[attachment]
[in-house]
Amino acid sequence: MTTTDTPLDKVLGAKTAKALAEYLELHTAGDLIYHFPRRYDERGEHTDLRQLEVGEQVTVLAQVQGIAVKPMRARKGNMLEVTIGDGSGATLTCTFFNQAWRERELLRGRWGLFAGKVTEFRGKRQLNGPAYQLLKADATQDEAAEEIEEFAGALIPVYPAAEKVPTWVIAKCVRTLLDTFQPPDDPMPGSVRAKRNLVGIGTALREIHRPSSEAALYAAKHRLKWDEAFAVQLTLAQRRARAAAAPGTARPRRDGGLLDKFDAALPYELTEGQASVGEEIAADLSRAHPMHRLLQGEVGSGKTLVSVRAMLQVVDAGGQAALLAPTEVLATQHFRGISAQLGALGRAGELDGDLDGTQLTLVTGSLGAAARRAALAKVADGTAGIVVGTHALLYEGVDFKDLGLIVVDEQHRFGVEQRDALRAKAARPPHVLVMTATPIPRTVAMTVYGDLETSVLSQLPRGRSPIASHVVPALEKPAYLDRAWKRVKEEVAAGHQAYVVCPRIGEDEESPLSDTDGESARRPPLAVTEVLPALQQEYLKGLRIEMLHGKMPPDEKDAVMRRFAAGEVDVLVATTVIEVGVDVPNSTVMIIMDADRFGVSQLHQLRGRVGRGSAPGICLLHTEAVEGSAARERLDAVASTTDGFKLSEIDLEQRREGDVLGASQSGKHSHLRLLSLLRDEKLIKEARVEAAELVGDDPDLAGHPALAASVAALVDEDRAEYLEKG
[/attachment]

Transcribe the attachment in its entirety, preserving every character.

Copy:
[in-house]
Amino acid sequence: MTTTDTPLDKVLGAKTAKALAEYLELHTAGDLIYHFPRRYDERGEHTDLRQLEVGEQVTVLAQVQGIAVKPMRARKGNMLEVTIGDGSGATLTCTFFNQAWRERELLRGRWGLFAGKVTEFRGKRQLNGPAYQLLKADATQDEAAEEIEEFAGALIPVYPAAEKVPTWVIAKCVRTLLDTFQPPDDPMPGSVRAKRNLVGIGTALREIHRPSSEAALYAAKHRLKWDEAFAVQLTLAQRRARAAAAPGTARPRRDGGLLDKFDAALPYELTEGQASVGEEIAADLSRAHPMHRLLQGEVGSGKTLVSVRAMLQVVDAGGQAALLAPTEVLATQHFRGISAQLGALGRAGELDGDLDGTQLTLVTGSLGAAARRAALAKVADGTAGIVVGTHALLYEGVDFKDLGLIVVDEQHRFGVEQRDALRAKAARPPHVLVMTATPIPRTVAMTVYGDLETSVLSQLPRGRSPIASHVVPALEKPAYLDRAWKRVKEEVAAGHQAYVVCPRIGEDEESPLSDTDGESARRPPLAVTEVLPALQQEYLKGLRIEMLHGKMPPDEKDAVMRRFAAGEVDVLVATTVIEVGVDVPNSTVMIIMDADRFGVSQLHQLRGRVGRGSAPGICLLHTEAVEGSAARERLDAVASTTDGFKLSEIDLEQRREGDVLGASQSGKHSHLRLLSLLRDEKLIKEARVEAAELVGDDPDLAGHPALAASVAALVDEDRAEYLEKG